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Molecules that are located at the surface of pathogens are of particular interest for the infection process. In pathogenic amoebas (Entamoeba histolytica), they influence the migration from the intestinal cavity into the tissues and the development of intestinal ulcers and organ abscesses.
Therefore, we have studied the „surface proteome“ of E. histolytica, i.e. the entirety of proteins the amoebas carry on their surface. We have labelled live amoebas with a substance that spontaneously binds to all accessible proteins, isolated the labelled proteins and subjected them to mass spectrometry. Bioinformatic analysis of the protein fragments revealed in about half of the nearly 700 proteins, no evidence of structures that commonly anchor proteins to a cell surface. We selected 23 of them at random, labelled these with a fluorescent marker and found that 20 of them indeed fluoresce at the amoeba surface. Apparently, the rapid turnover of the amoeba cell membrane temporarily flushes many intracellular proteins onto the surface.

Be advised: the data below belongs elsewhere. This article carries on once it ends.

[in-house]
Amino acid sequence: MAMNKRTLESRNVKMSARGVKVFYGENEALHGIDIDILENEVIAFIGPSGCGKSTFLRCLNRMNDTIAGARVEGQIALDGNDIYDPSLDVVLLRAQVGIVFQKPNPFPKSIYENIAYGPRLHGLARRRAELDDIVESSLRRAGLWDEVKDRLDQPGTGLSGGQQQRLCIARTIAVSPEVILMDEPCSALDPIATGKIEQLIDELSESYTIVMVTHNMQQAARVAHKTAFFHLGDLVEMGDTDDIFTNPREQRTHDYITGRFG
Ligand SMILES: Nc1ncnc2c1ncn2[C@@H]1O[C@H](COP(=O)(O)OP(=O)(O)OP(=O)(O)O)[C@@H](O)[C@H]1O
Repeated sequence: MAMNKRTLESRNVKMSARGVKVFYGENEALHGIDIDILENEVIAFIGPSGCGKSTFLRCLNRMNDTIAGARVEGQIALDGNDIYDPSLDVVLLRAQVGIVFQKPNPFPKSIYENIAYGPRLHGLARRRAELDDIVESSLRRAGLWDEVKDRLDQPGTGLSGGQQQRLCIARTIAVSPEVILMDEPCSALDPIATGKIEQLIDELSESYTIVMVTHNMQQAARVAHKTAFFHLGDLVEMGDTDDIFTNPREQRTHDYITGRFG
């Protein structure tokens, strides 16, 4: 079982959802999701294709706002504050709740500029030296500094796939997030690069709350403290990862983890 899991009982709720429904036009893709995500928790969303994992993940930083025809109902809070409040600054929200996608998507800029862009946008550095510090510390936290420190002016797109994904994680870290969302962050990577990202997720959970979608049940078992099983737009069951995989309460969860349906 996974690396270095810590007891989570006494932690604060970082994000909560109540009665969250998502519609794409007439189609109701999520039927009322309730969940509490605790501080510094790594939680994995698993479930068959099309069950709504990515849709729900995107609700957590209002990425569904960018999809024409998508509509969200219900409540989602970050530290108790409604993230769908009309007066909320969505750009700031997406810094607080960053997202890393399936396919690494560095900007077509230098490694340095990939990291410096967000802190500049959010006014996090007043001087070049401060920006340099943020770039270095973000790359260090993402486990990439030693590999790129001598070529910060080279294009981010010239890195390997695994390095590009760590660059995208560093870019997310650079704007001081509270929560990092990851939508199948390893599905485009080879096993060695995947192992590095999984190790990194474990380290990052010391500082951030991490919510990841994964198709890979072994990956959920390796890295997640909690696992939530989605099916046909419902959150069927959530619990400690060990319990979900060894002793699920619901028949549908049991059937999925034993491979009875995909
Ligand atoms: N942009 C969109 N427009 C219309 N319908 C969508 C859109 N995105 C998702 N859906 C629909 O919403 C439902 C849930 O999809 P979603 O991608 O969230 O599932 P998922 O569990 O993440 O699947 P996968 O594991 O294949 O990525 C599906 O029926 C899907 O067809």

Laura Biller, Jenny Matthiesen, Vera Kühne, Hannelore Lotter, Ghassan Handal, Egbert Tannich, Iris Bruchhaus and external co-operation partners (see publication)